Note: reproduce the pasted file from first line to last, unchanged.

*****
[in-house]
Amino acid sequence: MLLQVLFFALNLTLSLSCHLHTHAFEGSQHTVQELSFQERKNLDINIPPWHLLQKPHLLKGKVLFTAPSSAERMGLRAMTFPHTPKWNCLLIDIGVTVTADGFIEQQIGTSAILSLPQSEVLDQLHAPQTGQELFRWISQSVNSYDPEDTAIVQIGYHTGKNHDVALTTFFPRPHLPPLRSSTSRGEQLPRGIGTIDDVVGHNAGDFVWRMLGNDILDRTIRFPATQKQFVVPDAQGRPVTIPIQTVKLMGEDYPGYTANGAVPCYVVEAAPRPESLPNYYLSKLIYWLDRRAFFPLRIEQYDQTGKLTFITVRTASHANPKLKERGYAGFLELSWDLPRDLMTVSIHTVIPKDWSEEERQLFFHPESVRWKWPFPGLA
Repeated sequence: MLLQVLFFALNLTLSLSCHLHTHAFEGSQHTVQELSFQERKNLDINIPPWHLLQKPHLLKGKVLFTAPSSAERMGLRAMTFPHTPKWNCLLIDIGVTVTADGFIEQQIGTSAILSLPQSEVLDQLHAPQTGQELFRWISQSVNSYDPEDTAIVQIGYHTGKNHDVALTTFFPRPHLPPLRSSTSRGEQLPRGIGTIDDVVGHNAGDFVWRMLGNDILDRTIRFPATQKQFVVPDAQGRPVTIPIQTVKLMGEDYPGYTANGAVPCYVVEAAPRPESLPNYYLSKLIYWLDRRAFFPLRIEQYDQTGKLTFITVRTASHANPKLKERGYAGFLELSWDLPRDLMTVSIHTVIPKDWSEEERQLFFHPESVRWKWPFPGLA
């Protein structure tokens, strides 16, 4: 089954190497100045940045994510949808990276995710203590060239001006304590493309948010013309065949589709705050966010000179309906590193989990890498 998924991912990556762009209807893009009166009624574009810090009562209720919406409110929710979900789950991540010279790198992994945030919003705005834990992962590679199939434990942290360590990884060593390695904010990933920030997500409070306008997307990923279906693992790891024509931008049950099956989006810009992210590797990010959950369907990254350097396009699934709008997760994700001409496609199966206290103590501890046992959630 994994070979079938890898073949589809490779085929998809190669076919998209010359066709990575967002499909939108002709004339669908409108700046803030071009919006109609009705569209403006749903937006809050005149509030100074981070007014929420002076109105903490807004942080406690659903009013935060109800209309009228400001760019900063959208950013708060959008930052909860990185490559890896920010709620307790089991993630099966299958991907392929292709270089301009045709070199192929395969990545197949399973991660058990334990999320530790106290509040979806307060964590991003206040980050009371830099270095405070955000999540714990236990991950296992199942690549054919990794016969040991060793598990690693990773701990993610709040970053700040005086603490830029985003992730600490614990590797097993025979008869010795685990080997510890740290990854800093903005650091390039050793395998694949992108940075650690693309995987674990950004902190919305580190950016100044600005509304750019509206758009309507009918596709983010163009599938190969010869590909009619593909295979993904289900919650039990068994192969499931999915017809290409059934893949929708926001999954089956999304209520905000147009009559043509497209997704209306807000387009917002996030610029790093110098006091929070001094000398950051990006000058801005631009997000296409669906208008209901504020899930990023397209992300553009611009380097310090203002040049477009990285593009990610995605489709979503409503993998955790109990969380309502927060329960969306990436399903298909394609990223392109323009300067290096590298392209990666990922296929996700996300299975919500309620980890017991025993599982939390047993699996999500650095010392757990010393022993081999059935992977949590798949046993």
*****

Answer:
[in-house]
Amino acid sequence: MLLQVLFFALNLTLSLSCHLHTHAFEGSQHTVQELSFQERKNLDINIPPWHLLQKPHLLKGKVLFTAPSSAERMGLRAMTFPHTPKWNCLLIDIGVTVTADGFIEQQIGTSAILSLPQSEVLDQLHAPQTGQELFRWISQSVNSYDPEDTAIVQIGYHTGKNHDVALTTFFPRPHLPPLRSSTSRGEQLPRGIGTIDDVVGHNAGDFVWRMLGNDILDRTIRFPATQKQFVVPDAQGRPVTIPIQTVKLMGEDYPGYTANGAVPCYVVEAAPRPESLPNYYLSKLIYWLDRRAFFPLRIEQYDQTGKLTFITVRTASHANPKLKERGYAGFLELSWDLPRDLMTVSIHTVIPKDWSEEERQLFFHPESVRWKWPFPGLA
Repeated sequence: MLLQVLFFALNLTLSLSCHLHTHAFEGSQHTVQELSFQERKNLDINIPPWHLLQKPHLLKGKVLFTAPSSAERMGLRAMTFPHTPKWNCLLIDIGVTVTADGFIEQQIGTSAILSLPQSEVLDQLHAPQTGQELFRWISQSVNSYDPEDTAIVQIGYHTGKNHDVALTTFFPRPHLPPLRSSTSRGEQLPRGIGTIDDVVGHNAGDFVWRMLGNDILDRTIRFPATQKQFVVPDAQGRPVTIPIQTVKLMGEDYPGYTANGAVPCYVVEAAPRPESLPNYYLSKLIYWLDRRAFFPLRIEQYDQTGKLTFITVRTASHANPKLKERGYAGFLELSWDLPRDLMTVSIHTVIPKDWSEEERQLFFHPESVRWKWPFPGLA
């Protein structure tokens, strides 16, 4: 089954190497100045940045994510949808990276995710203590060239001006304590493309948010013309065949589709705050966010000179309906590193989990890498 998924991912990556762009209807893009009166009624574009810090009562209720919406409110929710979900789950991540010279790198992994945030919003705005834990992962590679199939434990942290360590990884060593390695904010990933920030997500409070306008997307990923279906693992790891024509931008049950099956989006810009992210590797990010959950369907990254350097396009699934709008997760994700001409496609199966206290103590501890046992959630 994994070979079938890898073949589809490779085929998809190669076919998209010359066709990575967002499909939108002709004339669908409108700046803030071009919006109609009705569209403006749903937006809050005149509030100074981070007014929420002076109105903490807004942080406690659903009013935060109800209309009228400001760019900063959208950013708060959008930052909860990185490559890896920010709620307790089991993630099966299958991907392929292709270089301009045709070199192929395969990545197949399973991660058990334990999320530790106290509040979806307060964590991003206040980050009371830099270095405070955000999540714990236990991950296992199942690549054919990794016969040991060793598990690693990773701990993610709040970053700040005086603490830029985003992730600490614990590797097993025979008869010795685990080997510890740290990854800093903005650091390039050793395998694949992108940075650690693309995987674990950004902190919305580190950016100044600005509304750019509206758009309507009918596709983010163009599938190969010869590909009619593909295979993904289900919650039990068994192969499931999915017809290409059934893949929708926001999954089956999304209520905000147009009559043509497209997704209306807000387009917002996030610029790093110098006091929070001094000398950051990006000058801005631009997000296409669906208008209901504020899930990023397209992300553009611009380097310090203002040049477009990285593009990610995605489709979503409503993998955790109990969380309502927060329960969306990436399903298909394609990223392109323009300067290096590298392209990666990922296929996700996300299975919500309620980890017991025993599982939390047993699996999500650095010392757990010393022993081999059935992977949590798949046993």